The fact is, some people are natural mental calculators. True, there are the Rain-Man types, the autistic savants who can look at a spilled thing of candy beans and add the quantity in their heads. But many mental calculators throughout history have been people with normal mental development, who simply happen to have a quirk in their brain structures that allow them to claim total ownership over numbers. Before the advent of calculators and computers, these people could have had a cushy career path, able to work at any research facility around the world.
American psychologist Michael O’Boyle has looked into the physiology of human calculators, using an MRI scan of their blood flow to see what their head-parts do that ours don’t. What he found was an immensely higher traffic flow of blood to the mathematical quadrants of the brain, far greater than what my heart or yours could squeeze in there. So while skill and practice and even brilliance are all factors, a mental calculator has the internal physical build to make that magic happen.
One man whose brain must have been syphoning blood from a second heart was Daniel McCartney, one of the most renown human calculators in history. Daniel was legally blind, never married, and lived with relatives for his entire life. Sad as that may sound, Daniel’s gift allowed him to voluntarily re-experience every joyful event of his life. Up until his death in 1887 at the age of 70, someone could ask him the details of any calendar date he had lived through – weather conditions, major events in the news, what he ate and what he did. But he could do more than that. The guy could math the hell out of numbers like nobody’s business.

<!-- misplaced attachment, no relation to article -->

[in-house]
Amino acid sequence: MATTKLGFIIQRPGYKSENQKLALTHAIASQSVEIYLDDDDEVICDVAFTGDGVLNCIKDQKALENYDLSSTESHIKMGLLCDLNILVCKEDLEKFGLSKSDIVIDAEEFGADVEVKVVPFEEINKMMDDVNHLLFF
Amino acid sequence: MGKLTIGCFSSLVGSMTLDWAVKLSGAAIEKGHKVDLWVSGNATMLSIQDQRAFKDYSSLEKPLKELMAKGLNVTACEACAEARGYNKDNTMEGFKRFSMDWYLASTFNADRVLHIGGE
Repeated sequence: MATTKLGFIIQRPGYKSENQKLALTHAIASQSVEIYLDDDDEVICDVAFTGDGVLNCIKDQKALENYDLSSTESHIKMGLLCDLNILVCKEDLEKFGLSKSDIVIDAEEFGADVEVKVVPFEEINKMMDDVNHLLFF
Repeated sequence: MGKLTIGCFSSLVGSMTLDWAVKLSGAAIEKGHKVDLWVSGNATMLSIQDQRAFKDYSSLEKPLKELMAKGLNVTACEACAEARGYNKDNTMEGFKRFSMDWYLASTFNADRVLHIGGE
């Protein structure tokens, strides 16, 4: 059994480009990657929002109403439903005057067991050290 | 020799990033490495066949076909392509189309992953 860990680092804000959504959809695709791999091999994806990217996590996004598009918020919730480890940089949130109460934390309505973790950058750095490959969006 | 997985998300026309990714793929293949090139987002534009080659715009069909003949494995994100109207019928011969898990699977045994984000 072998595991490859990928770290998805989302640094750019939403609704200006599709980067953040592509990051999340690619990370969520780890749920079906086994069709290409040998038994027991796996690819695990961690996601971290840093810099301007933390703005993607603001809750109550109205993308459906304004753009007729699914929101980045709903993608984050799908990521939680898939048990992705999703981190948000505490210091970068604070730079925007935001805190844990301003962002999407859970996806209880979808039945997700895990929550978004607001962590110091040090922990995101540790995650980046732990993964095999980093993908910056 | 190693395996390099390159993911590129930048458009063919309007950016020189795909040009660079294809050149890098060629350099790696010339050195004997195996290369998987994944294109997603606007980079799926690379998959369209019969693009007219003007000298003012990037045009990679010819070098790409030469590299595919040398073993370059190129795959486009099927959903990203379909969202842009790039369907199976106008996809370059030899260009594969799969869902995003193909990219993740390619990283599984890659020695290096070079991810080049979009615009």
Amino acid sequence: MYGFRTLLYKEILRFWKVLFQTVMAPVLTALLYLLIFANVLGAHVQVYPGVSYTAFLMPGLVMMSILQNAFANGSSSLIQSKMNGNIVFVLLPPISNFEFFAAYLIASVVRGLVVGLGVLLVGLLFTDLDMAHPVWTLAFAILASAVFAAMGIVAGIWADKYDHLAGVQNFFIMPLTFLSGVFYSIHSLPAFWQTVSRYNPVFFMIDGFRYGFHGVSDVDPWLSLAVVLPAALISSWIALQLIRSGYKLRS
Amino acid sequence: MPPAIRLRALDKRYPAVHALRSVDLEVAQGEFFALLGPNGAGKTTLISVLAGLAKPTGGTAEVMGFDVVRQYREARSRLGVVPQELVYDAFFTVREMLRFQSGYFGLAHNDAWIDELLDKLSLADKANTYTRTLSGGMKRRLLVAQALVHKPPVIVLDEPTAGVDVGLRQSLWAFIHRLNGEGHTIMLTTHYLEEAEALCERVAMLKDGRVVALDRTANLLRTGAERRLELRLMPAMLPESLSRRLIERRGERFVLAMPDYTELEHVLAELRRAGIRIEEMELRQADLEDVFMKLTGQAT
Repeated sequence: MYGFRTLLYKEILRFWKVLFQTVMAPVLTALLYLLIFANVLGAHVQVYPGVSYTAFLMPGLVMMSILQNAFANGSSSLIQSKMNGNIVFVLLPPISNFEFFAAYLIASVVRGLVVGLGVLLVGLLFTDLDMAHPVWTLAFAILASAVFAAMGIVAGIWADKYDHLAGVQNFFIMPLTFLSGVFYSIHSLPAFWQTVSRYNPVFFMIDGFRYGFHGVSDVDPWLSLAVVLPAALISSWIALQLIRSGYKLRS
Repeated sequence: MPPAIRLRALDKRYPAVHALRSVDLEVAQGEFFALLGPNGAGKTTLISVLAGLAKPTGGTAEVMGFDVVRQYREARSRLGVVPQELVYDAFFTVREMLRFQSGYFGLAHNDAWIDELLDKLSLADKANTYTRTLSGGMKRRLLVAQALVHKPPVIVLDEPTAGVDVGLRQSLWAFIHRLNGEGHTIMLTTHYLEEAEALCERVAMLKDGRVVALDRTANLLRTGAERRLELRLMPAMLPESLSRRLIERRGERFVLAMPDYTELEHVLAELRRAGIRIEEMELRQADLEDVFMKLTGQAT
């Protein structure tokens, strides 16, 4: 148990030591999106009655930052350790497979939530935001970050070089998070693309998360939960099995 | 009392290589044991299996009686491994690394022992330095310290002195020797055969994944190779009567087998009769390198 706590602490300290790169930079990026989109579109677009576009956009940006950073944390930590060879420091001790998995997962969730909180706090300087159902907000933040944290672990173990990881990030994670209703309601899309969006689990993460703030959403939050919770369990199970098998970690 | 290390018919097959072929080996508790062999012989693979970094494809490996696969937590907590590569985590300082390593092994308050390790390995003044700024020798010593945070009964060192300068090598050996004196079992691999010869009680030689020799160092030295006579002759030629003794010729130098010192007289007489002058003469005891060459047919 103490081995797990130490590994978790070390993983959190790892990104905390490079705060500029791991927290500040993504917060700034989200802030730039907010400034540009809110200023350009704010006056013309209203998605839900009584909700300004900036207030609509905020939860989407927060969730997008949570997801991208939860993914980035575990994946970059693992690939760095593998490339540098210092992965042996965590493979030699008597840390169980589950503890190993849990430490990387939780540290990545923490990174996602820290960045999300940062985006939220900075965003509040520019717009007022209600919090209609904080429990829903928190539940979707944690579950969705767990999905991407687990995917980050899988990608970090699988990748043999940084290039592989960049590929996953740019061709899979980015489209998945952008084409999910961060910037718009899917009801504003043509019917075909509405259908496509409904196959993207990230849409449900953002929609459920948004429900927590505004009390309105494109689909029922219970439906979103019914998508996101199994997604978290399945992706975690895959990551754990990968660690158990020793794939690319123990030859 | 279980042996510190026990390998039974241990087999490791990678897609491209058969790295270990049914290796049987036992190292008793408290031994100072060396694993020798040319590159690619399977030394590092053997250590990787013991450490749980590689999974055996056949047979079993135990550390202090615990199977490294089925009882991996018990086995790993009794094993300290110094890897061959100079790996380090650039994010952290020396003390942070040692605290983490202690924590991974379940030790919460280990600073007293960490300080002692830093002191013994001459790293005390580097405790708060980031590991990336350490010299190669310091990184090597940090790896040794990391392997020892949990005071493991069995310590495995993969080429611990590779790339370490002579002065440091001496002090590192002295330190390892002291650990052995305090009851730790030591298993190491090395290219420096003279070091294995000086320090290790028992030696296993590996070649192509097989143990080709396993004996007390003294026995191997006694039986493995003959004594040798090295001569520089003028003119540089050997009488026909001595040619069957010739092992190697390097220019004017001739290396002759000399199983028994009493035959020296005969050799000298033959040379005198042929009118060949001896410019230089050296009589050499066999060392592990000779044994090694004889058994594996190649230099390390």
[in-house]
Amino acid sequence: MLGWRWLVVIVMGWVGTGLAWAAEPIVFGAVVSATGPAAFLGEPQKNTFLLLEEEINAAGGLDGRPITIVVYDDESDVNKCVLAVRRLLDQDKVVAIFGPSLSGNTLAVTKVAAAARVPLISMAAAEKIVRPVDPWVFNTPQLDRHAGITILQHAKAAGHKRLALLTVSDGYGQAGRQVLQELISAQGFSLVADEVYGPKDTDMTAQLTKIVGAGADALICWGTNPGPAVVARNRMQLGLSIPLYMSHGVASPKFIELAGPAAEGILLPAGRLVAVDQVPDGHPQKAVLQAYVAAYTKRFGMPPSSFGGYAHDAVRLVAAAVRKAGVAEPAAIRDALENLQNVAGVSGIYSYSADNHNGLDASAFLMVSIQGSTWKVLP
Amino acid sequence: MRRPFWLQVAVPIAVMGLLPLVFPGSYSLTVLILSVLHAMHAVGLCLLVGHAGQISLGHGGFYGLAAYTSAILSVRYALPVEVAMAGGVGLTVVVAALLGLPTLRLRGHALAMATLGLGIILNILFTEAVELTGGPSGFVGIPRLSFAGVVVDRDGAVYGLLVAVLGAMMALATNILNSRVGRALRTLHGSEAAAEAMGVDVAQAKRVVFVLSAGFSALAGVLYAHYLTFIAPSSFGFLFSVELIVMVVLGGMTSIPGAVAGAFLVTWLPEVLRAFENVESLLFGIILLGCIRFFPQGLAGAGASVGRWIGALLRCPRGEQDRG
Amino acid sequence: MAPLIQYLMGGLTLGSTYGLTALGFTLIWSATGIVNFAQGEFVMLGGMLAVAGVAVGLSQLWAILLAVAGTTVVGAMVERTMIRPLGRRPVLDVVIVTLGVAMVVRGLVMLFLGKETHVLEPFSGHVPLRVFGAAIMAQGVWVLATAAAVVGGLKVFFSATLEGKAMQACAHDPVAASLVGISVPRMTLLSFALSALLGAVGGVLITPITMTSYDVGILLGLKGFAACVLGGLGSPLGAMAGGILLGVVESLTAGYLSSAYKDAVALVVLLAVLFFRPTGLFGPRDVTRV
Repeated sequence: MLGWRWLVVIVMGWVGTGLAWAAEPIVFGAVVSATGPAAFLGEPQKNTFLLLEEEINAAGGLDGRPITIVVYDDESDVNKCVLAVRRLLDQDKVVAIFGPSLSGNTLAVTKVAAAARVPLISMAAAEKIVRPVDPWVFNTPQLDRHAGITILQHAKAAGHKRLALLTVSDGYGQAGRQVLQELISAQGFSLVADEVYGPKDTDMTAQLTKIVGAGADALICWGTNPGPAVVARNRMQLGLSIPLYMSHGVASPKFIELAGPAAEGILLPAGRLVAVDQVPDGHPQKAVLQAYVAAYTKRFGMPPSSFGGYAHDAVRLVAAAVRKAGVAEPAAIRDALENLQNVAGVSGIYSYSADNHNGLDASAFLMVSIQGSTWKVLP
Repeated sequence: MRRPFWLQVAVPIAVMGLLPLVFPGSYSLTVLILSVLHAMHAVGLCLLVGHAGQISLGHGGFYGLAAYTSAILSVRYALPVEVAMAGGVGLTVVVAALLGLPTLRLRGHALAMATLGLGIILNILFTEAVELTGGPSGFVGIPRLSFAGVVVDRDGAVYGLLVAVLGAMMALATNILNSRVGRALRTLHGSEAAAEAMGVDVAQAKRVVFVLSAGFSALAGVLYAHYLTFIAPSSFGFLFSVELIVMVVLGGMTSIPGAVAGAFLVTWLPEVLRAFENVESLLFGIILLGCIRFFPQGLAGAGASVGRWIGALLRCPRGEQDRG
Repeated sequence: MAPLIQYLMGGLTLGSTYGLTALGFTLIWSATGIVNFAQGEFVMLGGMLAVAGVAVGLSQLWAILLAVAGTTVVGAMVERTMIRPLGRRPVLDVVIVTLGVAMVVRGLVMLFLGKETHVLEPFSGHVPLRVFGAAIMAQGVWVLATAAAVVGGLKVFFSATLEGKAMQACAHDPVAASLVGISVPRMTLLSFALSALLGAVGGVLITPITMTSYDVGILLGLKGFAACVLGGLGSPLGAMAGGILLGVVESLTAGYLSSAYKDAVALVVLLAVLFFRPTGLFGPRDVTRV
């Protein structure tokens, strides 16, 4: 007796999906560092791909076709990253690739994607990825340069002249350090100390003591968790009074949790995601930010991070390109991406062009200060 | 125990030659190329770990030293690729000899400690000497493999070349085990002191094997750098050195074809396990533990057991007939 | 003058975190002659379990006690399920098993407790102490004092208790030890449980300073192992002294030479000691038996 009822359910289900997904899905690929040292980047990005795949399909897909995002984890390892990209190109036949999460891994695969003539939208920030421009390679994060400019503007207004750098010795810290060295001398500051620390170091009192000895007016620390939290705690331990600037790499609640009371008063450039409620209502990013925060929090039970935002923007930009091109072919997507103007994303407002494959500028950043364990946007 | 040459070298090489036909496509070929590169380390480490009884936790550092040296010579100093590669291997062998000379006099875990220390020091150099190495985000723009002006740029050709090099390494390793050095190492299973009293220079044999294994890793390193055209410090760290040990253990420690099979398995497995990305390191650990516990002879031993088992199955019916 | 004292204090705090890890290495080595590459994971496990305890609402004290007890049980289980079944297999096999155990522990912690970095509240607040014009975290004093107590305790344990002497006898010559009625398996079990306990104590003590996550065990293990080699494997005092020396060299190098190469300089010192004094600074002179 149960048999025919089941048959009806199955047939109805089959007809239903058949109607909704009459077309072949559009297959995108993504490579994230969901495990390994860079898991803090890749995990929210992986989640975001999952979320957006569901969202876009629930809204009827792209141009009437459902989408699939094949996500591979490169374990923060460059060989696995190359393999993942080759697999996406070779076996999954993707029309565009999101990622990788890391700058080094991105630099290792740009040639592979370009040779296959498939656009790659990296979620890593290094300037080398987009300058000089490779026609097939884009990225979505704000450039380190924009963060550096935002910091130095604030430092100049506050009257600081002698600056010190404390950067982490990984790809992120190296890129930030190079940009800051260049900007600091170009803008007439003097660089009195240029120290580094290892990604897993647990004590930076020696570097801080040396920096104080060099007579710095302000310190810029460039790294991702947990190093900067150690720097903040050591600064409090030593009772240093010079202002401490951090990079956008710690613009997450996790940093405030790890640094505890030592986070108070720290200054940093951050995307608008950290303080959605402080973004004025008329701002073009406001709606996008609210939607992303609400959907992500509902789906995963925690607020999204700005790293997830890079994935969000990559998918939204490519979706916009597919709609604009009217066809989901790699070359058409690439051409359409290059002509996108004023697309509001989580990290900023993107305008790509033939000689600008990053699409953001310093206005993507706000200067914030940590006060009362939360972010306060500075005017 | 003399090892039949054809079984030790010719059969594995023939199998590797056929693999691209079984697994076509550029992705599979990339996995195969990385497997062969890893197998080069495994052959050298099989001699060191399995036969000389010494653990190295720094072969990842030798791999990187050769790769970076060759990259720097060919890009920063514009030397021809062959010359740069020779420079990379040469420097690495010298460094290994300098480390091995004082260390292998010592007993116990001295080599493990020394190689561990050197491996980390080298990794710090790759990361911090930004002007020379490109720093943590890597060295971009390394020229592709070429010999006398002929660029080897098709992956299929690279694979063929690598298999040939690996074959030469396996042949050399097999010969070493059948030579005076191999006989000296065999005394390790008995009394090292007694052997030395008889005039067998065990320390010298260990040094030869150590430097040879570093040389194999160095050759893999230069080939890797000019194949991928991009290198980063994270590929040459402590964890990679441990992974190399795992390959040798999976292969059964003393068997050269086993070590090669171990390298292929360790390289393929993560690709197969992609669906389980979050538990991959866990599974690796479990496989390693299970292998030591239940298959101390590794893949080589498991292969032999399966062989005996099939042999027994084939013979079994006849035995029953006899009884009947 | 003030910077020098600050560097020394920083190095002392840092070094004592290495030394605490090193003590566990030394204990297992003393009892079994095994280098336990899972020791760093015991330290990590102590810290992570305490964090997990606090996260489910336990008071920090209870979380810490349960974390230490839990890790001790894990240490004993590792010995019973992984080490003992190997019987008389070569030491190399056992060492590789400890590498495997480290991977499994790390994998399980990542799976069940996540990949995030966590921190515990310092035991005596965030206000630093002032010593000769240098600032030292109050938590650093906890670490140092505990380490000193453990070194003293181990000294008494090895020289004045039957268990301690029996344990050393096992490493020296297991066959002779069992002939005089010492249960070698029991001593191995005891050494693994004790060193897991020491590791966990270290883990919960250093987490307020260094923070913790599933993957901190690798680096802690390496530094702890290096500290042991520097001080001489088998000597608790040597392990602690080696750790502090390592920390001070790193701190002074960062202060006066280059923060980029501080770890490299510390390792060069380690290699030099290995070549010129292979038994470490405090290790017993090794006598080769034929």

Panels upon panels of university math-folk quizzed and queried Daniel several times throughout his life. They asked him things like the cube root of 389,017, which he answered in fifteen seconds (it’s 73), and to take 89 to the sixth power, which him a whopping ten minutes (496,981,290,961, but you probably knew that).
Willem Klein used his gift on the travelling circus circuit until he was hired by CERN, the European nuclear research group, in 1958. He put his skills to accomplishing what a $10 calculator could do today, but which back then would have required a computer the size of Madison Square Garden. On August 27, 1976, Willem calculated the 73rd root of a 500-digit number in two minutes, forty-three seconds. The Guinness World Record people were impressed enough to put him in the book.